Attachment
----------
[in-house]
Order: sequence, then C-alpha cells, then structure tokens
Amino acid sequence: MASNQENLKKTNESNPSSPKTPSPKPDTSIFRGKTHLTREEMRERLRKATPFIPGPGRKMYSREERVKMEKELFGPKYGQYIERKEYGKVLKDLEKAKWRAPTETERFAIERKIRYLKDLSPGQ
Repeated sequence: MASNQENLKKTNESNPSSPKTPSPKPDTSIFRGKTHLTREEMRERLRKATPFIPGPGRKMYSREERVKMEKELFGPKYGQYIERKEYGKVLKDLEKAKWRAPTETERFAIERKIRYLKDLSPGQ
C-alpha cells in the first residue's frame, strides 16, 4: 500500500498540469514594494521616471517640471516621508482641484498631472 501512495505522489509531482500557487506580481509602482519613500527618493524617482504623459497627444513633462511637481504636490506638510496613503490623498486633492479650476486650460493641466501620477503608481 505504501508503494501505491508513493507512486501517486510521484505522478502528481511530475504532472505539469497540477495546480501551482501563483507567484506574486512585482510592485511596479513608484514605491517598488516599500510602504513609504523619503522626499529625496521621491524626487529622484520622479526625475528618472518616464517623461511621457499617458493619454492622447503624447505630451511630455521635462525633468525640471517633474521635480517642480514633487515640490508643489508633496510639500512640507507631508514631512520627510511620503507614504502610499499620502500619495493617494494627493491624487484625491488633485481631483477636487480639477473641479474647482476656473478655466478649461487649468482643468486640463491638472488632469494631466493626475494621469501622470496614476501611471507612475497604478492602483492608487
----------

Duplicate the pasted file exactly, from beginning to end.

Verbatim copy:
[in-house]
Order: sequence, then C-alpha cells, then structure tokens
Amino acid sequence: MASNQENLKKTNESNPSSPKTPSPKPDTSIFRGKTHLTREEMRERLRKATPFIPGPGRKMYSREERVKMEKELFGPKYGQYIERKEYGKVLKDLEKAKWRAPTETERFAIERKIRYLKDLSPGQ
Repeated sequence: MASNQENLKKTNESNPSSPKTPSPKPDTSIFRGKTHLTREEMRERLRKATPFIPGPGRKMYSREERVKMEKELFGPKYGQYIERKEYGKVLKDLEKAKWRAPTETERFAIERKIRYLKDLSPGQ
C-alpha cells in the first residue's frame, strides 16, 4: 500500500498540469514594494521616471517640471516621508482641484498631472 501512495505522489509531482500557487506580481509602482519613500527618493524617482504623459497627444513633462511637481504636490506638510496613503490623498486633492479650476486650460493641466501620477503608481 505504501508503494501505491508513493507512486501517486510521484505522478502528481511530475504532472505539469497540477495546480501551482501563483507567484506574486512585482510592485511596479513608484514605491517598488516599500510602504513609504523619503522626499529625496521621491524626487529622484520622479526625475528618472518616464517623461511621457499617458493619454492622447503624447505630451511630455521635462525633468525640471517633474521635480517642480514633487515640490508643489508633496510639500512640507507631508514631512520627510511620503507614504502610499499620502500619495493617494494627493491624487484625491488633485481631483477636487480639477473641479474647482476656473478655466478649461487649468482643468486640463491638472488632469494631466493626475494621469501622470496614476501611471507612475497604478492602483492608487